Willis Limited fined a thumping £6.895 million for anti-bribery, corruption, systems and controls failures



FSA action against Willis Limited shows that it is vital for firms not only to put in place appropriate anti-bribery and corruption systems and controls, but also to ensure that those systems and controls are adequately implemented and monitored.

The principles applied in the Willis case can just as readily be applied to other firms in all sectors. It is important to note that the UK Bribery Act applies to any firm doing business in or through the UK, i.e. it does not need to have a physical location in the UK.

This is a salutary warning to companies to implement robust Fraud, Bribery and ant-corruption (FCB) policies and procedures. Copenhagen Charter Certification can then provide exact guidance to assess and test Fraud, Bribery and Corruption policies and procedures to ensure that these are effective.

This is the biggest fine imposed by the FSA in relation to financial crime systems and controls to date.

11 Lessons can be learnt from what went wrong at Willis
  1. Payments made to overseas third parties could be used for corrupt purposes. This is an unacceptable risk
  2. Ensure that you establish and record an adequate commercial rationale to support your payments to overseas third parties
  3. Ensure that adequate due diligence is carried out on overseas third parties to evaluate the risk involved in doing business with them
  4. Review all relationships on a regular basis to confirm necessity and the need to continue with the relationship in light of your FCB policies
  5. Strengthen the control environment surrounding payments to overseas third parties. Create checklists based on geographical experience that can give rise to unacceptable risks if these payments could be used for corrupt purposes, including paying bribes.
  6. Monitor your staff to ensure that each time it is engaged with an overseas third party, that an adequate commercial rationale on FCB issues are documented and transactions recorded and that sufficient due diligence had been carried out after the fact
  7. Ensure that your staff is adequately trained in implementing new FCB policies.
  8. Ensure that senior management receives sufficient information about the performance of relevant FCB policies to allow them to assess whether bribery and corruption risks were being mitigated effectively
  9. Take the appropriate steps to ensure that payments made to overseas third parties are not being used for corrupt purposes. This is particularly disappointing as oversight bodies have repeatedly communicated with the industry on this issue and have previously taken enforcement action for failings in this area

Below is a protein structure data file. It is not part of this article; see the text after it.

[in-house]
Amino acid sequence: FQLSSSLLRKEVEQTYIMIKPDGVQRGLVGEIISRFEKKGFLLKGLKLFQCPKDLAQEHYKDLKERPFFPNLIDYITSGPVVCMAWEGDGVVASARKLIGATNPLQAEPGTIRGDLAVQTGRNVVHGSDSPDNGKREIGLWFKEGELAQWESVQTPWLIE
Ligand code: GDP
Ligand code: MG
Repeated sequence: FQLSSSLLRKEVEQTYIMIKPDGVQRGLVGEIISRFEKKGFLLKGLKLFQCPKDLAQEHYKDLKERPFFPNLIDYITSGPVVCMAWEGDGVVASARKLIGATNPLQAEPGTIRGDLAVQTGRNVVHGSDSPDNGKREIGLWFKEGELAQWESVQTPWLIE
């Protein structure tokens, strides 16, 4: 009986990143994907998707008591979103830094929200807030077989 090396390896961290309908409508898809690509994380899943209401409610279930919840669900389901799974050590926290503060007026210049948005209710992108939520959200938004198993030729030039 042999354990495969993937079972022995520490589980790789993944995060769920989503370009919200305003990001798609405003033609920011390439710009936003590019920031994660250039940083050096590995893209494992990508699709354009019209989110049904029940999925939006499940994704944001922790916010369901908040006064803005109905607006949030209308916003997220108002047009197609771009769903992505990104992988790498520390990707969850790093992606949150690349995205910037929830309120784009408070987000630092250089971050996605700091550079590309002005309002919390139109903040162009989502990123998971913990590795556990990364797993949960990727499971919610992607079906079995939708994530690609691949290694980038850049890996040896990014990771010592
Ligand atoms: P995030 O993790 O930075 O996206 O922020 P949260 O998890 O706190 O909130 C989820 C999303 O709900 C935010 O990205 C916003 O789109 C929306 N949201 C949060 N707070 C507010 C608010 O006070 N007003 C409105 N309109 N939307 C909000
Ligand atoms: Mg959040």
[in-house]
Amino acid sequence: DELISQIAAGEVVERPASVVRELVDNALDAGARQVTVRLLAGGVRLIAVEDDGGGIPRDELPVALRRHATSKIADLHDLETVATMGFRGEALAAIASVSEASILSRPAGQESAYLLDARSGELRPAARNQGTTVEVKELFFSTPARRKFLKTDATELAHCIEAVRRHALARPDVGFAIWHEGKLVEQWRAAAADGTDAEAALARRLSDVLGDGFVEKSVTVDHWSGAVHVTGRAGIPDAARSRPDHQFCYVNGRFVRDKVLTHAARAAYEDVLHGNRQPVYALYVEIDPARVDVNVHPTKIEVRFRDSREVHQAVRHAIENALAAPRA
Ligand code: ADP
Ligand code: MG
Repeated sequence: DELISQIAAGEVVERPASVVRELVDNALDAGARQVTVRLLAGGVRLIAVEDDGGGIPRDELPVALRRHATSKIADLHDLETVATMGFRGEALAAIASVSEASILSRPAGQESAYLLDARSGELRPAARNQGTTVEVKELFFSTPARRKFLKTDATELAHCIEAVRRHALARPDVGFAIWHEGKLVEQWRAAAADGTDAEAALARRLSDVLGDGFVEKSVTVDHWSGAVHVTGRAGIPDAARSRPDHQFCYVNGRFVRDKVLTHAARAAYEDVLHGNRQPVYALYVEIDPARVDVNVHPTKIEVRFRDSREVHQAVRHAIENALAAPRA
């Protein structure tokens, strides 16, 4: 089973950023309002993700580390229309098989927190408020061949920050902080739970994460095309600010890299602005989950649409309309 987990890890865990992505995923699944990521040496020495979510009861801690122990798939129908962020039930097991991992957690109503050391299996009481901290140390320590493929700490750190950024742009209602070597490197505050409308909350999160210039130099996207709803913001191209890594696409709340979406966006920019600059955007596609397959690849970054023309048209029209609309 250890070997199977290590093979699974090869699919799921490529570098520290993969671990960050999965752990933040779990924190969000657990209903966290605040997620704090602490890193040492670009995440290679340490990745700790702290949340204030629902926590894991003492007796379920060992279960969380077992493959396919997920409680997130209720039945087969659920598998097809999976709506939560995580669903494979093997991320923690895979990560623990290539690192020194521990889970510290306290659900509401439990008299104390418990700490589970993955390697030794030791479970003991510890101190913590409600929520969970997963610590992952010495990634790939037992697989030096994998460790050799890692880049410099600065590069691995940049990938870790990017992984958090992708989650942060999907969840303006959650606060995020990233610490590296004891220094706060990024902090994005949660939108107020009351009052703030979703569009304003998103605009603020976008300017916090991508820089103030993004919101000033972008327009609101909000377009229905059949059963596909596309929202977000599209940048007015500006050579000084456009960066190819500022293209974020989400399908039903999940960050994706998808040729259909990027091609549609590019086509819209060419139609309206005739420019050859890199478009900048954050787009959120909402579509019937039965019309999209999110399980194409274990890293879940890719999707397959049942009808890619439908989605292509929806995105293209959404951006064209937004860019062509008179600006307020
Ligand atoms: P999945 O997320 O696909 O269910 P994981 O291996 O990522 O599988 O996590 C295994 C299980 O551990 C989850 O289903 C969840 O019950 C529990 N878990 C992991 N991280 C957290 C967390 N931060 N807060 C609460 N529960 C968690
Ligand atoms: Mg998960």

10. Ensure that adequate due diligence was carried out on overseas third parties to evaluate the FCB risk involved in doing business with them based on their track record
  11. Review relationships on a regular basis to confirm whether it is necessary and appropriate to continue with the relationship
  12. Monitor your staff and transactions to ensure that adequate commercial rationale for doing business is documented and sufficient due diligence carried out.

For Additional information:
  • The Final Notice for Willis Limited can be found on the FSA website.
  • The FSA sent out an industry wide letter to commercial insurance intermediaries in November 2007 reminding them of their regulatory obligations in relation to bribery and corruption risks.
  • In January 2009, the FSA fined Aon Limited £5.25 million for failing to take reasonable care to establish and maintain effective systems and controls to counter the risks of bribery and corruption associated with making payments to overseas firms and individuals.
  • In May 2010, the FSA published the results of its thematic review into the adequacy of the systems and controls in place at a number of commercial insurance intermediary firms for preventing illicit payments and inducements particularly through the use of overseas third parties.
  • In June 2011, the FSA launched a consultation on its financial crime guide, which contains good and poor practice for firms on anti-bribery and corruption systems and controls. The consultation closes on 21 September 2011.
  • The FSA regulates the financial services industry and has four objectives under the Financial Services and Markets Act 2000: maintaining market confidence; securing the appropriate degree of protection for consumers; fighting financial crime; and contributing to the protection and enhancement of the stability of the UK financial system.